|Node 1| --- |Node 2| --- |Node 3| --- |Node 4| --- |Node 5|
          ------       ------       ------       ------       ------

           Seg. A       Seg. B       Seg. C       Seg. D       Seg. E

            IPv6:          IPv6:           SR-MPLS:         SR-MPLS:
             SA: Node 1     SA: Node 1      Seg. D           Exp. Null
             DA: Seg. B     DA: Seg. C      Exp. Null       Payload
            SRH:           SRH:            Payload
             SL:  1         SL: 0
             SID: Seg. C    SID: Seg. C
            Payload       Payload

                  Figure 2: Encapsulation: SRv6 To SR-MPLS

   Figure 2 depicts the forwarding plane as a packet traverses SR Path
   1, from Node 1 to Node 5.  In this example, PE Node 1 receives an
   IPv4 packet.

   PE Node 1 encapsulates the IPv4 packet in an SRv6 header.  The SRv6
   header contains an IPv6 header and a Segment Routing Header (SRH)
   [RFC8754].  The Destination Address in the IPv6 header is a Segment
   Identifier (SID) that represents Segment B.  Segment B is an END
   instruction instantiated on P Node 2.  The SRH contains a Segments
   Left field and one SID.  The Segments Left field is equal to 1 and
   the SID represents Segment C, and END.DM (Section 4.1) instruction
   instantiated on ABR Node 3.

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   PE Node 1 forwards the packet to P Node 2.  When P Node 2 receives
   the packet, it processed the END instruction.  It decrements the
   Segments Left field in the SRH and copies the SID from the SRH to the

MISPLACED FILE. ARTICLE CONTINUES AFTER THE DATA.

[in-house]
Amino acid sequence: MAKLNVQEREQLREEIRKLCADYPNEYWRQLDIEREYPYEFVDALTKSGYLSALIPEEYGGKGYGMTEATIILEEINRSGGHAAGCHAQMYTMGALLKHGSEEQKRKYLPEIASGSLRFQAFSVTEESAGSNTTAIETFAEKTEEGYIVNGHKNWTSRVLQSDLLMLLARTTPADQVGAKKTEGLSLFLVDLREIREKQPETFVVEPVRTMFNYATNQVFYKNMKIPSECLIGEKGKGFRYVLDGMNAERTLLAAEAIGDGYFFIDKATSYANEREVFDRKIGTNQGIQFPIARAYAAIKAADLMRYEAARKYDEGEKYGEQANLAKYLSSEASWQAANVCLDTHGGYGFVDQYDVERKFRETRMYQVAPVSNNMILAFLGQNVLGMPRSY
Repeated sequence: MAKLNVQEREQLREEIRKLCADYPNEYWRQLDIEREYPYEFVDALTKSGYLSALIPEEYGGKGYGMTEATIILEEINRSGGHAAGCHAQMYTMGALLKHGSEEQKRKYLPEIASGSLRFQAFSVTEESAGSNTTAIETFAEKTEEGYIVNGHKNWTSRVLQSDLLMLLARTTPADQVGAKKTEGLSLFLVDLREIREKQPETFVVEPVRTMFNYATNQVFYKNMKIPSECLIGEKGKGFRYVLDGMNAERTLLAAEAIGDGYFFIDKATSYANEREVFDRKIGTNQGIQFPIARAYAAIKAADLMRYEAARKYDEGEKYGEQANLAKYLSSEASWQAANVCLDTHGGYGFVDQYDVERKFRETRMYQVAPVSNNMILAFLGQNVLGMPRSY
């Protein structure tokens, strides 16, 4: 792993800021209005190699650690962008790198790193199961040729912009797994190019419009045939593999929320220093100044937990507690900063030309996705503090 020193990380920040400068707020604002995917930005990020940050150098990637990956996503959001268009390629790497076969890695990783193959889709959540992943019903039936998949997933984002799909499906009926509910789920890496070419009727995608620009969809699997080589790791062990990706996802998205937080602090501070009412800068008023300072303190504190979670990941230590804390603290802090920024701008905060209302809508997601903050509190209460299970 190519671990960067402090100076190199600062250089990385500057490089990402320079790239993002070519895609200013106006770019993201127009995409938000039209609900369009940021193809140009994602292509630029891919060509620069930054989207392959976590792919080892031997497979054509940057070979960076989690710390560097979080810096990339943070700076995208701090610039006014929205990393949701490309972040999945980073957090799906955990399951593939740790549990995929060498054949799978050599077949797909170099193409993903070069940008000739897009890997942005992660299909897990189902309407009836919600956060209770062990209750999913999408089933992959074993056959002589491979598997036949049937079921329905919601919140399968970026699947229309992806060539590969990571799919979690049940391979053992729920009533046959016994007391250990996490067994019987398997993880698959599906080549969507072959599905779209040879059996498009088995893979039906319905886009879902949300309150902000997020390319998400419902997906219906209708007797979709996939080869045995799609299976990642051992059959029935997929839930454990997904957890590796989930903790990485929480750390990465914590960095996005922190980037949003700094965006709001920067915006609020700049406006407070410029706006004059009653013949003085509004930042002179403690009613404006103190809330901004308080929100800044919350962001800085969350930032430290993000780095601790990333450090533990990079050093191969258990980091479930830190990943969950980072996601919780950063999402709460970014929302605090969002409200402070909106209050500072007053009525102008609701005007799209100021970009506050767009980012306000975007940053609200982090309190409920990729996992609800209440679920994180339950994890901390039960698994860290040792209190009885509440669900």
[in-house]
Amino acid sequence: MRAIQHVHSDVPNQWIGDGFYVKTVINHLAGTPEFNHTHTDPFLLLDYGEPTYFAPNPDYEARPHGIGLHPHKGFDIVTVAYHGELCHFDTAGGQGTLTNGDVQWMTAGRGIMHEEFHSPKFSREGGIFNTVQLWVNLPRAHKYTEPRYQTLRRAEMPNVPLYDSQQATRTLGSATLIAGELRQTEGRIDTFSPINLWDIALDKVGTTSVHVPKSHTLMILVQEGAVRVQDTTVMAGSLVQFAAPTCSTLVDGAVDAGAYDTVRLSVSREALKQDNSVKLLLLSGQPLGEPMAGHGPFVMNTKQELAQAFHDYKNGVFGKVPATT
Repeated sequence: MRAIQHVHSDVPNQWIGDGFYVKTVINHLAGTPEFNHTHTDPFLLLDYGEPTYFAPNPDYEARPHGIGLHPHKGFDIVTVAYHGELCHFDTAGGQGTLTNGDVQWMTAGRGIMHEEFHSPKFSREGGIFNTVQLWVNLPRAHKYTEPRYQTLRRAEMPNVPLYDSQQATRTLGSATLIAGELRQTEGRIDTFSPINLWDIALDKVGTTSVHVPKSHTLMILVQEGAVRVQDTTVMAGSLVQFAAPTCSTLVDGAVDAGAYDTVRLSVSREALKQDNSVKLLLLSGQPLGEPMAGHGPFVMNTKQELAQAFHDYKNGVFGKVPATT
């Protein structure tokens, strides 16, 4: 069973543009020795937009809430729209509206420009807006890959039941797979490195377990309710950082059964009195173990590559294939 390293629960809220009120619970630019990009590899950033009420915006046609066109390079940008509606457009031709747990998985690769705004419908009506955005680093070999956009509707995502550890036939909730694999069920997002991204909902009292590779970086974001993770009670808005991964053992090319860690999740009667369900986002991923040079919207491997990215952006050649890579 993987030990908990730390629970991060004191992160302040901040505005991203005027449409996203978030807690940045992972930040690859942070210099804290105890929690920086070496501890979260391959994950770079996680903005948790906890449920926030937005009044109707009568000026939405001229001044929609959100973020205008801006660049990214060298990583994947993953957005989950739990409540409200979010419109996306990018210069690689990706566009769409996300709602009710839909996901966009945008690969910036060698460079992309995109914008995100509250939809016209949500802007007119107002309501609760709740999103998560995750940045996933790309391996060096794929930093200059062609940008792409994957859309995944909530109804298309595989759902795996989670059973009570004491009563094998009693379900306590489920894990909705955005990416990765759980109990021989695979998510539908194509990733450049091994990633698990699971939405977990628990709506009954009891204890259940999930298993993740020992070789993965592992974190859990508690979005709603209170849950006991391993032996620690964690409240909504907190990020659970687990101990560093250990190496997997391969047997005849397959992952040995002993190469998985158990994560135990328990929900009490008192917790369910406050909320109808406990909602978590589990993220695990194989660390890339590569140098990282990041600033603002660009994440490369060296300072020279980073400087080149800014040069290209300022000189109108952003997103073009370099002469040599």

Destination Address field of the IPv6 header.  It then forwards the
   packet to ABR Node 3.

   When ABR Node 3 receives the packet, it processes the END.DM
   instruction.  It removes the SRv6 header and replaces it with an SR-
   MPLS label stack that contains two entries.  The top entry represents
   a prefix SID instantiated on P Node 4.  The bottom entry is an
   Explicit Null instruction (i.e., MPLS label 0), instantiated on PE
   Node 5.

   ABR Node 3 then forwards the packet to P Node 4.  P Node 4 processes
   the prefix SID, removing the top entry from the SR-MPLS label stack
   and forwarding the packet to PE Node 5.  PE Node 5 processes the
   Explicit Null instruction, removing the remaining SR-MPLS label stack
   entry and processing the payload.

        <----------------------- SR Path 2 --------------------------

          ------       ------       ------       ------       ------
         | PE   |     |  P   |     | ABR  |     |  P   |     | PE   |
         |Node 1| --- |Node 2| --- |Node 3| --- |Node 4| --- |Node 5|
          ------       ------       ------       ------       ------

           Seg. A       Seg. B       Seg. C       Seg. D       Seg. E

            IPv6:          IPv6:           SR-MPLS:         SR-MPLS:
             SA: Node 3     SA: Node 3      Seg. C           Seg. D
             DA: Seg. A      DA: Seg. B    Payload           Seg. C
            SRH:           SRH:                             Payload
             SL:  0         SL: 1
             SID: Seg. A    SID: Seg. A
            Payload       Payload

                  Figure 3: Encapsulation: SR-MPLS to IPv6

   Figure 3 depicts the forwarding plane as a packet traverses SR Path
   2, from Node 5 to Node 1.  In this example, PE Node 5 receives an
   IPv4 packet.

   PE Node 5 encapsulates the IPv4 packet in an SR-MPLS label stack that
   contains two entries.  The top entry represents a prefix SID
   instantiated on P Node 4.  The bottom entry is a binding SID
   instantiated on ABR Node 3.

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   PE Node 5 then forwards the packet to P Node 4.  P Node 4 processes
   the prefix SID, removing the top entry from the SR-MPLS label stack
   and forwarding the packet to ABR Node 3.  ABR Node 3 processes
   binding SID, removing the remaining SR-MPLS label stack entry and
   replacing it with an SRv6 header.  The SRv6 header contains an IPv6
   header and an SRH.  The Destination Address in the IPv6 header is a
   Segment Identifier (SID) that represents Segment B.  Segment B is an